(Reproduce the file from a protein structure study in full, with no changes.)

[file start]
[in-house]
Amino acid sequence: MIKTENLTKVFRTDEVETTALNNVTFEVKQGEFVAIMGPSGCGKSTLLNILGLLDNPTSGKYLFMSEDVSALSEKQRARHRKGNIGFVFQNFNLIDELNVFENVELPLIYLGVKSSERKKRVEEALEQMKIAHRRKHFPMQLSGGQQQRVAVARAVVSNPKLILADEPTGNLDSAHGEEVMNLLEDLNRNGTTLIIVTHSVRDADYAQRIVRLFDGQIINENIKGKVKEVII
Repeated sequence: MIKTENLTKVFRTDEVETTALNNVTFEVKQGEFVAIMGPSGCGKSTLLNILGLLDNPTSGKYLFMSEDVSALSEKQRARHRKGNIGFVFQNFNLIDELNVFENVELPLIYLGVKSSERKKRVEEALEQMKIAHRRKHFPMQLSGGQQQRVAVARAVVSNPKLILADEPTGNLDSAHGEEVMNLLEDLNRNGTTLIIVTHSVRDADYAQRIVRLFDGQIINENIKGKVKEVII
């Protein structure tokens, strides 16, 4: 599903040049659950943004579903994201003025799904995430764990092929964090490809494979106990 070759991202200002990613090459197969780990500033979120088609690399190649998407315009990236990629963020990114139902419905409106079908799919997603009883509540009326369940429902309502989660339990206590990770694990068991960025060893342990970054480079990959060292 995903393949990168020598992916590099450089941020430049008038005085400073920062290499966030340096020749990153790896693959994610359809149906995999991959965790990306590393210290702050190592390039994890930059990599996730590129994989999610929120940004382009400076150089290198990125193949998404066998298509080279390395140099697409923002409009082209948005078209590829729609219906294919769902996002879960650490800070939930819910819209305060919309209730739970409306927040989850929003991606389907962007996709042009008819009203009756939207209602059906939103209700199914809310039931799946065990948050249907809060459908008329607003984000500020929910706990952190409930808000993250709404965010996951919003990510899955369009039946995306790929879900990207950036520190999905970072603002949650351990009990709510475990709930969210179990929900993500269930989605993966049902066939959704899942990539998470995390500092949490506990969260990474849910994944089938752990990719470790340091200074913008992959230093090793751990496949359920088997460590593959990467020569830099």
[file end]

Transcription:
[in-house]
Amino acid sequence: MIKTENLTKVFRTDEVETTALNNVTFEVKQGEFVAIMGPSGCGKSTLLNILGLLDNPTSGKYLFMSEDVSALSEKQRARHRKGNIGFVFQNFNLIDELNVFENVELPLIYLGVKSSERKKRVEEALEQMKIAHRRKHFPMQLSGGQQQRVAVARAVVSNPKLILADEPTGNLDSAHGEEVMNLLEDLNRNGTTLIIVTHSVRDADYAQRIVRLFDGQIINENIKGKVKEVII
Repeated sequence: MIKTENLTKVFRTDEVETTALNNVTFEVKQGEFVAIMGPSGCGKSTLLNILGLLDNPTSGKYLFMSEDVSALSEKQRARHRKGNIGFVFQNFNLIDELNVFENVELPLIYLGVKSSERKKRVEEALEQMKIAHRRKHFPMQLSGGQQQRVAVARAVVSNPKLILADEPTGNLDSAHGEEVMNLLEDLNRNGTTLIIVTHSVRDADYAQRIVRLFDGQIINENIKGKVKEVII
């Protein structure tokens, strides 16, 4: 599903040049659950943004579903994201003025799904995430764990092929964090490809494979106990 070759991202200002990613090459197969780990500033979120088609690399190649998407315009990236990629963020990114139902419905409106079908799919997603009883509540009326369940429902309502989660339990206590990770694990068991960025060893342990970054480079990959060292 995903393949990168020598992916590099450089941020430049008038005085400073920062290499966030340096020749990153790896693959994610359809149906995999991959965790990306590393210290702050190592390039994890930059990599996730590129994989999610929120940004382009400076150089290198990125193949998404066998298509080279390395140099697409923002409009082209948005078209590829729609219906294919769902996002879960650490800070939930819910819209305060919309209730739970409306927040989850929003991606389907962007996709042009008819009203009756939207209602059906939103209700199914809310039931799946065990948050249907809060459908008329607003984000500020929910706990952190409930808000993250709404965010996951919003990510899955369009039946995306790929879900990207950036520190999905970072603002949650351990009990709510475990709930969210179990929900993500269930989605993966049902066939959704899942990539998470995390500092949490506990969260990474849910994944089938752990990719470790340091200074913008992959230093090793751990496949359920088997460590593959990467020569830099």